If you ever want to understand the depth of supreme sacrifice, just kick start a conversation about life with some Army, Navy or Air Force personnel. It’s almost a given that the chat will leave you inspired and extremely proud of your country. The same can be said of police officers. Anjani Kumar is a no-nonsense cop who is currently posted as the ADGP (Law and Order) of Telangana. In a career spanning over 26 years, the IPS officer has seen it all... from addressing the problems of Naxalites to establishing people-friendly initiatives in the new state of Telangana. In a no-holds-barred interview with You & I, Anjani Kumar talks about his life, his commitment to the profession, and the support he’s received from his peers.
Let’s begin with your journey from IPS cadet to ADGP.
It has been 26 years since I became an IPS officer, from the 1990 batch. My professional life started when I was posted as an ASP in the Jangaon area- a subdivision of the Warangal district. This was when the entire state was engulfed with red-terror (Naxalism). But it was a well-coordinated effort from all the agencies that led to the decline of Naxalism. My life has been professionally satisfying, though on many occasions I feel that it takes a toll on your personal life. You are away from your family and unable to celebrate many occasions, but I guess that’s the nature of our job and we all have to get used to it gradually. I have no grudges about the department and have enjoyed every bit of my job. The challenges are thrilling, and that makes the work very interesting. It makes you innovative and look forward to something new. Every day is a new challenge for a police officer, because every crime is a new challenge.
How has the transition been for you as an officer from United Andhra Pradesh state to Telangana?
I was a DIG in Nizamabad when the movement for creation of a new state garnered pace. Subsequently I was posted as an IGP in Warangal, and then for three years I was Additional Commissioner of Police of Law and Order for Hyderabad. So for almost seven to eight years I have seen the movement for a separate state nurture. As police officers, we have to be very sensitive to these issues. In a democratic setup, we should always ensure that there is balance, and not use undue force or try to curb a movement. But at the same time we should always ensure that the movement remains peaceful, and that there is no damage to property and nobody should feel threatened or intimidated. So we struck a good balance between the two.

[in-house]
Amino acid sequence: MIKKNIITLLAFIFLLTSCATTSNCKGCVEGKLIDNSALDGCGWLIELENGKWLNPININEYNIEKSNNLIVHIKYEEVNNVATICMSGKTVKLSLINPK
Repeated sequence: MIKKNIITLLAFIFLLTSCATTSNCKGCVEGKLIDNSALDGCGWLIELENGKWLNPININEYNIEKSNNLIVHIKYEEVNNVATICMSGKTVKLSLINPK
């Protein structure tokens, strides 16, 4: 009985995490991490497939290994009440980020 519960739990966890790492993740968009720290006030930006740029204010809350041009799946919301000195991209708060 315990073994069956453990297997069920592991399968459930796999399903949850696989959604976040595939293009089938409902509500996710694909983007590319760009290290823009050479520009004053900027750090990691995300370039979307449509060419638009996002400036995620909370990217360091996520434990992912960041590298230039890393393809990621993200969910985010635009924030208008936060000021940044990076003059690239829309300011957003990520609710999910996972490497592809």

How has your life transformed as a cop in the new state?
As a police officer in Telangana, I feel privileged as the state government and Chief Minister K. Chandrashekar Rao understood the needs of the force. As you see, every police station has now been given a new vehicle, every SI has been given a motorcycle, every constable has been given a place to work in the police station, and women constables have a separate restroom in police establishments. Above all, the government has sanctioned Rs 70,000 per month for miscellaneous expenses to each police station, which no state in the country has done so far. We have acquired lot of technologies, which put us far ahead of any other state in the country. We are privileged to be in Telangana, our police department is moving forward with public cooperation, and we are in the process of making everything more citizen-centric.
Can you elaborate on the citizen-centric initiatives?
We are the first state to pass laws with regard to public safety, like making CCTV cameras mandatory for all business establishments with more than 100 employees. For six months we undertook campaigns in various colonies and explained the importance of CCTV cameras. We also motivated residential colonies with more than 200 people to install CCTV cameras. It is only through persuasion and constant publicity by the police department that the police and public have come together, and this partnership has ensured that more than 40,000 cameras are now working in the city. As a result, for the first time in the history of the country, there has been a 13.5% decline in crime and a 30% drop in chain-snatching rates. I feel so happy that the public is relishing the fruits of working together with the police department.
What is the current state of ISIS in Hyderabad?
In the last few months there have a few cases where people have been inspired by ISIS ideology. Compared to the overall problem that we see in the Middle East and India, hardly 16-17 cases have been registered in Hyderabad so far, which is not even 0.5% of the total numbers. It is way too meager a number to be seen as an alarming problem.
Apart from your work, do you have any hobbies that interest you?
Horse riding is my passion and I take it up at least twice a week. This is a hobby that I’ve been involved in right from my academy days. I was also a winner of many cups. Aside from this, I have won the RBC Cup for being the best swimmer. I also love to travel whenever I get a chance. In addition, I have a keen interest in classical Indian and Sufi music.
How has your family supported you in your endeavours?
My wife has been very understanding. She is working as a commissioner in the income tax department. She knew right from the beginning that being married to a policeman will have several compulsions and issues. But she has been very cooperative in this regard. Children being born in a family of police officers are also aware that, on many occasions, their father wouldn’t be there for them on events such as birthdays, and of course I have felt bad about that. But I think that is a given in the life of a policeman. I take it as a package deal. --- as told to Augustin